I live in a little big town and don’t have occasions for cocktail dresses but this summer I found myself in need of a cocktail dress. Now before you feel sorry for me, thinking I don’t possess a single cocktail dress let me assure you have a several. I just didn’t like the way I looked in them
Who the Hell knew shopping for a cocktail dress would be so painful? I had a very strict budget of less than $150 and it had to work with shoes I already have. But that wasn’t the cluster fuck: Finding dresses that didn’t make me look like a Mother of the Bride or worse a pathetic old thing trying to recapture her lost youth were the bigger hurdles.
I’m not one to shop with a posse of women nor would I ever in a MILLION years subject a male partner to shopping for something so specific. Nope, I go out on my own and just get it done. But isn’t technology grand? My best friend was away and so I sent her pictures of the dresses that didn’t make me want to cry for my lost youth or puke. After dress number five she let me know she was sitting in a hotel bar with a couple of men and they were also offering opinions. Fantastic, dressing room selfies shared with strangers. Good thing I didn’t get ridiculous and naughty, huh? I was horrified at first but these guys proved to be very helpful. It was good to have a man’s opinion. Especially a man’s opinion that wasn’t something in the range of: “Oh honey you always look good so just find something you like. . .” Because that’s what my loyal and very astute boyfriend would tell me.
My selections in the dressing room that night ranged from sequins which wore me and screamed “Here’s the Mother of the Groom and she is pissed at her new daughter-in-law” Scuba knit dresses which cling to me in all the right places and show off my work at the gym but I was worried the air of desperation these dresses take on would clash with my lipstick. I found some nice lace dresses but they were more for the polite cocktail party at the country club rather than a debauched evening in New Orleans. The dresses I selected that were vaguely age appropriate–if you squinted real hard–from the junior’s department made me look trashy and pathetic. Most “fit and flair” dresses make me look like Bette Davis in Whatever Happened To Baby Jane. Not a good look on anyone. I was about to give up when I tried on a lovely empire lace bodice and black a-line dress. Very simple, no flashy bling or daring decollete. I loved it and had a little happy dance in the dressing room before I sent it to my friend and our new best friends at the bar in Memphis. They loved it, too! Woohoo! Mission accomplished. I could send back the other FOUR dresses I had purchased online and go home with this one.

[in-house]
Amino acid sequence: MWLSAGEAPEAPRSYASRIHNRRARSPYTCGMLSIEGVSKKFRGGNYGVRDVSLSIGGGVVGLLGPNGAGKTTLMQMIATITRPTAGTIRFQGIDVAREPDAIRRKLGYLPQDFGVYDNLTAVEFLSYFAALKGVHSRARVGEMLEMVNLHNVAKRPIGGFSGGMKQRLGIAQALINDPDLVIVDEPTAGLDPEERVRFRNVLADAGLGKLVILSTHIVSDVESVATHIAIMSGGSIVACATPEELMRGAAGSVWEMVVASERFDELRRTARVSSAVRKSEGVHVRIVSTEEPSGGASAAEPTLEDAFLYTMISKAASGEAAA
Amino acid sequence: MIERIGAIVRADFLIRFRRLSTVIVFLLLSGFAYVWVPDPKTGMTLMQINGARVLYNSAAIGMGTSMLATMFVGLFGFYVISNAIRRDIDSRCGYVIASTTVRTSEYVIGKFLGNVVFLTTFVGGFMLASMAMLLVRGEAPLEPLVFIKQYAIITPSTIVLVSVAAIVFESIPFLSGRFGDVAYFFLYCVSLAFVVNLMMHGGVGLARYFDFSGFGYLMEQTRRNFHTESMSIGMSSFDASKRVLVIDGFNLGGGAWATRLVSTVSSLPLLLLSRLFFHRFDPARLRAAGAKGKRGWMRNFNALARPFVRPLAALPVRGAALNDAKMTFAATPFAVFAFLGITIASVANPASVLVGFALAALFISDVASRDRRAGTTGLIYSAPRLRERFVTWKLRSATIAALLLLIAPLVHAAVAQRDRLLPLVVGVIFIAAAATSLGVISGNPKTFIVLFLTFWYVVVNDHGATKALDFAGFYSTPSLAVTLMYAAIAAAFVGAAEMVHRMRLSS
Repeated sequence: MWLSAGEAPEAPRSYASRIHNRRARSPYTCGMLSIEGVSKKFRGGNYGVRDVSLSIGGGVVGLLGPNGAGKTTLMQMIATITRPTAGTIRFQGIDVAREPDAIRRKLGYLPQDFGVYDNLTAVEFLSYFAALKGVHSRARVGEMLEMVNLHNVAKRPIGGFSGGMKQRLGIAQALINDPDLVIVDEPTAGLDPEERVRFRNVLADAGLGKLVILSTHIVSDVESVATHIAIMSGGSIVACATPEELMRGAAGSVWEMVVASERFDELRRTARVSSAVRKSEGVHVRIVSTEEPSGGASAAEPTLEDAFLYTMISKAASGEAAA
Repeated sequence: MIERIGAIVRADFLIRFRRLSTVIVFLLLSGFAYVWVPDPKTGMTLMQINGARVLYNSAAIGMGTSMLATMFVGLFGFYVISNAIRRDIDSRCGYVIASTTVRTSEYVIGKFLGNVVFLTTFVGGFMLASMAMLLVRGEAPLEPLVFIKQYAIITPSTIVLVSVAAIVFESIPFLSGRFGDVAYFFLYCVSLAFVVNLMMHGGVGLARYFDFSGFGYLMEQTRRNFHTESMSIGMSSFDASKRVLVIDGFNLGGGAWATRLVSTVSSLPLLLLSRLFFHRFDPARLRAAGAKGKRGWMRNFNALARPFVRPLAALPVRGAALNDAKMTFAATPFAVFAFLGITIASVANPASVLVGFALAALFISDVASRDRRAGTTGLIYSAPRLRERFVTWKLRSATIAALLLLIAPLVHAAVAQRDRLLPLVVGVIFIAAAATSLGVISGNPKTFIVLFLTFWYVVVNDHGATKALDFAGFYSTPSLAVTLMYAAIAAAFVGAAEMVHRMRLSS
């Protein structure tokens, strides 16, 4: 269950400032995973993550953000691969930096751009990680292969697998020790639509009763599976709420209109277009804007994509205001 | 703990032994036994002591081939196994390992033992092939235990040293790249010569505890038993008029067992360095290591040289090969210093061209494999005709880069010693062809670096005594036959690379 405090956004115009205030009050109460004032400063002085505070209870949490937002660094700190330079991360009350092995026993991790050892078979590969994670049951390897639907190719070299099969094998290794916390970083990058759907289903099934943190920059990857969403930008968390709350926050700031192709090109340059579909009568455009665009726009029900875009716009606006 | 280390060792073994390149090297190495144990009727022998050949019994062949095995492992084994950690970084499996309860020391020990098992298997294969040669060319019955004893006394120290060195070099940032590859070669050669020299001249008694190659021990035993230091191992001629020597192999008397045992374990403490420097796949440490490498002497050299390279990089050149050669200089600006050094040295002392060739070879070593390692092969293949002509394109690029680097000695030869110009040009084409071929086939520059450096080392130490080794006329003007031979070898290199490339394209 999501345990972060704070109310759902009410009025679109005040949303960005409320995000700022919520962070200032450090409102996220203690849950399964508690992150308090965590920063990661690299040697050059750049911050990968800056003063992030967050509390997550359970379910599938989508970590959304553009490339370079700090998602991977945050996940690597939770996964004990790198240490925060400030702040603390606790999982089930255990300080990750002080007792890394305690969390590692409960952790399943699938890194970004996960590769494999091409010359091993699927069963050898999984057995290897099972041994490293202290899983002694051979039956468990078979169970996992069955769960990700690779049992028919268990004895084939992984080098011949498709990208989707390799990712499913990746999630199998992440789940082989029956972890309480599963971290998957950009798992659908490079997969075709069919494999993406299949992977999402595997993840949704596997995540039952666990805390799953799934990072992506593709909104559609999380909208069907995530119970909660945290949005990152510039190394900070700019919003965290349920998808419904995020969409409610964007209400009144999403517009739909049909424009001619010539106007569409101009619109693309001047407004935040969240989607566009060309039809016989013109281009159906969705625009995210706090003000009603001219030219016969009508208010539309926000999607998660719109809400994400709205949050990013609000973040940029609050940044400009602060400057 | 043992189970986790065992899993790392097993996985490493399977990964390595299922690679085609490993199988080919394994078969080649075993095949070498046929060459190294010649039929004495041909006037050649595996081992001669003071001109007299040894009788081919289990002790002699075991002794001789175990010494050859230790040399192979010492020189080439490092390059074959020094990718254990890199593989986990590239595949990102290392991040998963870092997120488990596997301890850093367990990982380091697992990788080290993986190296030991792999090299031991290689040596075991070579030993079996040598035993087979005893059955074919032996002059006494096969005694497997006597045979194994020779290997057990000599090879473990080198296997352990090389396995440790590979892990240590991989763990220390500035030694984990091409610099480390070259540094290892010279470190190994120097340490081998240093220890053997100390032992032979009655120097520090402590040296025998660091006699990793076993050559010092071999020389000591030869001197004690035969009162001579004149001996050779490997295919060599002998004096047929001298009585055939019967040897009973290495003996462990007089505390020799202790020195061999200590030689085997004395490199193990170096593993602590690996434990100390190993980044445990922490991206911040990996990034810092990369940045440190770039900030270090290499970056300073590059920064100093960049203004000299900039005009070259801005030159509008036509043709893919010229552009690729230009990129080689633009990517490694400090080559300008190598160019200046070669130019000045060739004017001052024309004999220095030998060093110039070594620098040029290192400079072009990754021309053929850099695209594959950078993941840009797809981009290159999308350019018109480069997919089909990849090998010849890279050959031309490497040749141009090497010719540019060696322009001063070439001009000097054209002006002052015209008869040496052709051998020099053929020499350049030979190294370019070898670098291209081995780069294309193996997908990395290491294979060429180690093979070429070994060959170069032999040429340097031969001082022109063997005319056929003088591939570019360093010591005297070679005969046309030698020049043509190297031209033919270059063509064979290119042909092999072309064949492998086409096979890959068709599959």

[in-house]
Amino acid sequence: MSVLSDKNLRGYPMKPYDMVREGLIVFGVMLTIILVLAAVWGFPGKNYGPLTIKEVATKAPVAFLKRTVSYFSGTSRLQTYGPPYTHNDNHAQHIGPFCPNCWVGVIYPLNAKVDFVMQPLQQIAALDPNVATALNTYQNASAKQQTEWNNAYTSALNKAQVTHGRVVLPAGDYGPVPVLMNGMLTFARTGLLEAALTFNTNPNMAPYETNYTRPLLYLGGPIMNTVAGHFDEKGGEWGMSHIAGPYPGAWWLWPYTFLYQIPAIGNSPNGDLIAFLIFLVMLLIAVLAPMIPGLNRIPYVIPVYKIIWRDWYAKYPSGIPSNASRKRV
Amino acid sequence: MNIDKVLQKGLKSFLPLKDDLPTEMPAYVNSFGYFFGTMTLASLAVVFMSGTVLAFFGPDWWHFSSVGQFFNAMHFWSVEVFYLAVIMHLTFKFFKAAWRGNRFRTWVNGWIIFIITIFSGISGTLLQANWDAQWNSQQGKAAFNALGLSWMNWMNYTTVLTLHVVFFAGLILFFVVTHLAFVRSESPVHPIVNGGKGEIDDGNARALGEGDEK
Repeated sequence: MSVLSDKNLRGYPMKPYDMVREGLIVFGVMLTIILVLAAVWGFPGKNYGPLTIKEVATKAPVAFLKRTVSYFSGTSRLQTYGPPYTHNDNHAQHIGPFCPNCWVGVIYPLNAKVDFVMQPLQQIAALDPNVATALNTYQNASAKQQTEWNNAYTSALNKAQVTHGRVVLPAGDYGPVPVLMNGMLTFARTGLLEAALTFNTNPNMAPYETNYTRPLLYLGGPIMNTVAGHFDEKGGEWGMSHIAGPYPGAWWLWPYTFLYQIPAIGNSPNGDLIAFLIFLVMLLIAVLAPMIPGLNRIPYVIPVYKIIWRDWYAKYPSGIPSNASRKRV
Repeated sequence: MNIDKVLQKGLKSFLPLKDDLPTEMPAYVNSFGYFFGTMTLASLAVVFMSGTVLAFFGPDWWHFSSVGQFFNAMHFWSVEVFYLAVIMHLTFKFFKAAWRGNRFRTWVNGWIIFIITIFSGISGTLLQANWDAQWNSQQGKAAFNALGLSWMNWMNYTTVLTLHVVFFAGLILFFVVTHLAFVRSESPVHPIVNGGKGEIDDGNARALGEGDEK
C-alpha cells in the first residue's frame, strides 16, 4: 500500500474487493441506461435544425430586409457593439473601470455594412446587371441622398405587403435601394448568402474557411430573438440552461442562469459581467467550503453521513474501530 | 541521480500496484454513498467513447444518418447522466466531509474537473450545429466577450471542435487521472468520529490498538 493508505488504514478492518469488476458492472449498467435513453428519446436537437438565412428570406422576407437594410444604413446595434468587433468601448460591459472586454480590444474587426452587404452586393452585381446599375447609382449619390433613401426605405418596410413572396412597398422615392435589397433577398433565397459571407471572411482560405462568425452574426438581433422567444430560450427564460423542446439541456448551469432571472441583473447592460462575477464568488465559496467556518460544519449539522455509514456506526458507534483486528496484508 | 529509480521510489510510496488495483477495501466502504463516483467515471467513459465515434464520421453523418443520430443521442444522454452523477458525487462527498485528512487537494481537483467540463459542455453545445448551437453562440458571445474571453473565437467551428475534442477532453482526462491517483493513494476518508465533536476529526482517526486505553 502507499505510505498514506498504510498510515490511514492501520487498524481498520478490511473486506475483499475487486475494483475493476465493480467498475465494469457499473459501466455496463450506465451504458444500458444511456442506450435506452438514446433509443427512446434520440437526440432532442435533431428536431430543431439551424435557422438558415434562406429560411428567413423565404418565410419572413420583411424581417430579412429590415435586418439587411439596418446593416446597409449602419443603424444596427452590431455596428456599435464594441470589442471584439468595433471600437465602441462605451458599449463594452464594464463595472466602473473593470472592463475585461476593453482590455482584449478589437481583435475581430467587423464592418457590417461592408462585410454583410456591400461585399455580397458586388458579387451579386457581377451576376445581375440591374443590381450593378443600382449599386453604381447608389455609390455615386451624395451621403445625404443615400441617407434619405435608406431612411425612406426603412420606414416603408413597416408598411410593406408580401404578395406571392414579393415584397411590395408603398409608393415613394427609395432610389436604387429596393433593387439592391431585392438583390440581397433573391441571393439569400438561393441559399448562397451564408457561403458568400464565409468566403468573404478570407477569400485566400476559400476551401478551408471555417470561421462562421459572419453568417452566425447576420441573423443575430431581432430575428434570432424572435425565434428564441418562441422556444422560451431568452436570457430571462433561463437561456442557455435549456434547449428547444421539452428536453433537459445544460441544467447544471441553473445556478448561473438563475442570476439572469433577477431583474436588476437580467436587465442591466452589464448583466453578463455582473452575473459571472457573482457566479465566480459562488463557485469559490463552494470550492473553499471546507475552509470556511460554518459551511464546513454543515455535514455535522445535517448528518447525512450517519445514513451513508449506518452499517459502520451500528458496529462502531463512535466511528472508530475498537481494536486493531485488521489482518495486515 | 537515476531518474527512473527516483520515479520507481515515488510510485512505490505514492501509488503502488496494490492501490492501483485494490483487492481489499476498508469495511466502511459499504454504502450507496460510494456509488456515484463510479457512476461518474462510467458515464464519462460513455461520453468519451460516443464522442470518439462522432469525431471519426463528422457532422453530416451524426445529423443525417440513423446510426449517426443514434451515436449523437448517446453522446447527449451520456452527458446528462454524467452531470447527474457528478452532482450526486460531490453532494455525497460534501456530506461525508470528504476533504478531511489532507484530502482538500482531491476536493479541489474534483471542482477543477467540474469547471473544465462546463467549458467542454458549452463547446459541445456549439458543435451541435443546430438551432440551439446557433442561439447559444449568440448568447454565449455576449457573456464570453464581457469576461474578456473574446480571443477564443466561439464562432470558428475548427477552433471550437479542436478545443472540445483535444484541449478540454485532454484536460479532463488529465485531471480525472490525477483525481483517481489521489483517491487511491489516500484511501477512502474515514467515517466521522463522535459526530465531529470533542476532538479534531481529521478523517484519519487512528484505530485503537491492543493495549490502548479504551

When did buying cocktail dresses or any dress for that matter become so hard. I hate the loud prints in cheesy polyester. Whatever happened to a simple silk sheath in a subtle print that doesn’t look like the inside of an acid fueled Hunter S. Thompson dream?
And I’m not necessarily super preppy and Lands End wear makes me look like an aging gym teacher. Nor do the flowing Eileen Fisher type things suit me. Plus I don’t spend 195 bucks on blouses. And big nope to the hippy gauze skirts with earrings touch my shoulders. Not a baby boomer and not a hippy.
Good thing I work from home because I can wear my usual skinny jeans and tee shirts or my shorts and tee shirts. Or nothing. (I’m gonna let y’all guess if I really work naked…) Good thing my life is casual and jeans with a nice tee shirt or cotton blouse works just about everywhere I go…except events in New Orleans.
I think I better start the process all over again for the cruise next spring. I have seven months to start buying and exchanging dresses. That should be enough time and I’ll be whipped in a frenzy of indecision well before I have to pack a bag and just take everything like I did this summer.
Any ideas for making this process of dressing to bridge the gap between matronly and trashy would be appreciated.